LONDON (Reuters) - Detectives believe that such was the horrific nature of the Sally Anne Bowman murder that Mark Dixie may well have killed before, possibly in Australia.
Dixie, 37, had spent about six years there during the 1990s, many of those as an illegal overstayer, and had already been caught up in one of the country’s most infamous murder cases.
After arriving in 1993, he lived in the Sydney beach suburb of Manly and later in Perth, Western Australia.
He also travelled through Queensland, Victoria, and South Australia. Detectives investigated him in connection with the infamous “Claremont” killings, which occurred while he was living in Perth.
Jane Rimmer, 23, Ciara Glennon, 27, and Sarah Spiers, 18, were abducted and killed after a night out in the upmarket Perth suburb of Claremont between 1996 and 1998.
Dixie was cleared after a failed DNA test and giving a provable alibi.
Last year, British detectives travelled to Australia to investigate suspicions that Dixie had attacked a female Thai student in Perth in 1998.
In that incident he was suspected of raping and stabbing the student, now 30, in an almost identical attack to the Bowman murder.
No one was ever charged with that attack but the woman travelled to London and gave evidence at the Bowman trial.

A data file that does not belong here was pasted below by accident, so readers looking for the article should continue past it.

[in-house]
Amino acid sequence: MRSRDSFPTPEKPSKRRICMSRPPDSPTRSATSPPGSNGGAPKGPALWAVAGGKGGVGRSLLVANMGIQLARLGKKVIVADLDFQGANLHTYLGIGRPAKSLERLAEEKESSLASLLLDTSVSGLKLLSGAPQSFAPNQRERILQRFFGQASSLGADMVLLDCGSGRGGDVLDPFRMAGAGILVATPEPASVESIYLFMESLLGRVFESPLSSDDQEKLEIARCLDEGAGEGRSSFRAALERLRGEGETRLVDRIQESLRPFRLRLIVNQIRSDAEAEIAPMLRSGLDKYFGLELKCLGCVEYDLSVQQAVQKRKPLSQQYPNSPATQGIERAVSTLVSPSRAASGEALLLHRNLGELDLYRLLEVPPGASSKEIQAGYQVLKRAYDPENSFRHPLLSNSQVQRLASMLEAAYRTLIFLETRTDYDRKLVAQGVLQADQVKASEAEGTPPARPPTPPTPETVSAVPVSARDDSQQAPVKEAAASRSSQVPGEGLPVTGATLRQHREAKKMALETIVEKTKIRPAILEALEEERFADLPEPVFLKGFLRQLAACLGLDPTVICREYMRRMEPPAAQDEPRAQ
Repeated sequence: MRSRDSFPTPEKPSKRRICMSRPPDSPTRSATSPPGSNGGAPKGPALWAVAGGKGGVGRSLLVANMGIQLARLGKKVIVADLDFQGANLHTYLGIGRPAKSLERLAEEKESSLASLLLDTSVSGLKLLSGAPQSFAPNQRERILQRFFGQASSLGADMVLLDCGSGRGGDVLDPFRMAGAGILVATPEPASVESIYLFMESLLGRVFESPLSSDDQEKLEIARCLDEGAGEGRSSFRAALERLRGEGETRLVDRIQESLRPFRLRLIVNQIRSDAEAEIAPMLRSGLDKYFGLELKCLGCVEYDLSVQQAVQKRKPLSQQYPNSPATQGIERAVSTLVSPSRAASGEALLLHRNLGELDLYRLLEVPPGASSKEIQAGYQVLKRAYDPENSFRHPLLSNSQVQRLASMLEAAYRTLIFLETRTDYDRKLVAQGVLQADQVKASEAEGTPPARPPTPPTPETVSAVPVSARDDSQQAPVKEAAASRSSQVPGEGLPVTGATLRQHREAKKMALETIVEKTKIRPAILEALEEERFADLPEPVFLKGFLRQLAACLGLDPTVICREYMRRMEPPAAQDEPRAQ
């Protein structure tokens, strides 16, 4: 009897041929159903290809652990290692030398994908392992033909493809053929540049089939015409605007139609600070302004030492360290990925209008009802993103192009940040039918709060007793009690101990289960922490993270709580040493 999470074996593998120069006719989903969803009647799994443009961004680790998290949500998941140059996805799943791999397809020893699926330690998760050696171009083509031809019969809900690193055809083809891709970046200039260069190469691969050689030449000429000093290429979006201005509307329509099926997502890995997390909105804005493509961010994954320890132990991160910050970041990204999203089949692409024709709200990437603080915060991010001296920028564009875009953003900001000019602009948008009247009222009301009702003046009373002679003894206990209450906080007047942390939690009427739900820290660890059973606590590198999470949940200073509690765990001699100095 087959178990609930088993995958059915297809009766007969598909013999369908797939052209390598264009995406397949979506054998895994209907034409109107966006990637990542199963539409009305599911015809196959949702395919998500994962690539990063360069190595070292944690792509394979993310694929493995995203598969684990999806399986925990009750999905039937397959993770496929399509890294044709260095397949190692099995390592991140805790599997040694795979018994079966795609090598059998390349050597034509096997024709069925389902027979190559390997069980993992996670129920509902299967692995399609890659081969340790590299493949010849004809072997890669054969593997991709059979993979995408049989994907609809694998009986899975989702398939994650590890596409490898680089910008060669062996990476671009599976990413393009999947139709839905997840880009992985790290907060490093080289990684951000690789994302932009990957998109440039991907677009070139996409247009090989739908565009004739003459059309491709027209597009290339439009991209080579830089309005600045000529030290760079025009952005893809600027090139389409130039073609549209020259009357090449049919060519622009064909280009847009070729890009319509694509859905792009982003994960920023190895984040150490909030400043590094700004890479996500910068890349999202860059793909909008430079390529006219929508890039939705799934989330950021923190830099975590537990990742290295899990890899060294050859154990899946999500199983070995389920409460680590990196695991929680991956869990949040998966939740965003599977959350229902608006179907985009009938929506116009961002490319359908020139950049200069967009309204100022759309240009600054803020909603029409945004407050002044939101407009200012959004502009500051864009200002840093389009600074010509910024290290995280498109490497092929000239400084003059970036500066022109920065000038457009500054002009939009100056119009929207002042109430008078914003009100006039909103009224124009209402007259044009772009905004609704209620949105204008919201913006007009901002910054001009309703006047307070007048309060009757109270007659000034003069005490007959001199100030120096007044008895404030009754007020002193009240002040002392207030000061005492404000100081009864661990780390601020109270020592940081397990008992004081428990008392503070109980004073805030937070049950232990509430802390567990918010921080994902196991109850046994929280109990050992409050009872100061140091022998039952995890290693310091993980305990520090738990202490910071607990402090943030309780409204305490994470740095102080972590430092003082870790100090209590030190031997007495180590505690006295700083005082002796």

In 1999, under the alias Shane Mark Turner — one of several he has used — he was fined 750 Australian dollars for indecent exposure.
In that incident, in Busselton, a small town south of Perth, he drove past a woman out jogging, hid in some bushes and jumped out in front of her, exposing himself.
He fled but was caught just hours later.
He was also convicted of minor drug offences.
British officials believe Dixie has another conviction in Australia but say they have been unable to confirm the details with Australian police.
The Australian authorities, they say, did not inform anyone about his convictions when he was deported later in 1999.
“What the Australians did (by) deporting him back to the United Kingdom was the easy option to get him out of the country,” said one senior Scotland Yard detective.
He said there was a possibility that, had authorities known about his previous attacks in Australia, Sally Anne Bowman might not have died.
Scotland Yard detectives say that such was the graphic nature of the Bowman killing that Dixie must have “graduated” to it in crimes elsewhere.
“We believe this is not the first murder he has done,” one senior source said. “There are probably going to be more offences. I am convinced he has done something in Australia.”
He said any unsolved murders that had been particularly gruesome and sexually motivated should be investigated — especially if any DNA was left at the scene.
Another detective told Reuters: “Due to the nature of her murder it showed us that he has had some practice before.”
Editing by Stephen Addison